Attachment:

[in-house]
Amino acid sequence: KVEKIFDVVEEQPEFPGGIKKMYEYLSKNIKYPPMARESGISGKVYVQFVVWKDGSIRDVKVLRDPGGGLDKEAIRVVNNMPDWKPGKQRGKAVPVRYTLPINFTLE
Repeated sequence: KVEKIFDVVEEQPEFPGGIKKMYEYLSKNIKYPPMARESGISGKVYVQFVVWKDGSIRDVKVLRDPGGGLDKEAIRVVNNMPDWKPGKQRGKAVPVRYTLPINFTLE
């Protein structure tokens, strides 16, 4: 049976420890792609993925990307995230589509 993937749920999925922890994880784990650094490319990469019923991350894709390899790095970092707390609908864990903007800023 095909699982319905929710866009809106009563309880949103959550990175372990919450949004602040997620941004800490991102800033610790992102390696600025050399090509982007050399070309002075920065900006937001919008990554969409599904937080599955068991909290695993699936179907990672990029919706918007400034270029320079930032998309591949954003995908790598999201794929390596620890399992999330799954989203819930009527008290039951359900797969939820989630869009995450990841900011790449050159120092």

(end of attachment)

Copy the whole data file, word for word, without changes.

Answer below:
[in-house]
Amino acid sequence: KVEKIFDVVEEQPEFPGGIKKMYEYLSKNIKYPPMARESGISGKVYVQFVVWKDGSIRDVKVLRDPGGGLDKEAIRVVNNMPDWKPGKQRGKAVPVRYTLPINFTLE
Repeated sequence: KVEKIFDVVEEQPEFPGGIKKMYEYLSKNIKYPPMARESGISGKVYVQFVVWKDGSIRDVKVLRDPGGGLDKEAIRVVNNMPDWKPGKQRGKAVPVRYTLPINFTLE
């Protein structure tokens, strides 16, 4: 049976420890792609993925990307995230589509 993937749920999925922890994880784990650094490319990469019923991350894709390899790095970092707390609908864990903007800023 095909699982319905929710866009809106009563309880949103959550990175372990919450949004602040997620941004800490991102800033610790992102390696600025050399090509982007050399070309002075920065900006937001919008990554969409599904937080599955068991909290695993699936179907990672990029919706918007400034270029320079930032998309591949954003995908790598999201794929390596620890399992999330799954989203819930009527008290039951359900797969939820989630869009995450990841900011790449050159120092």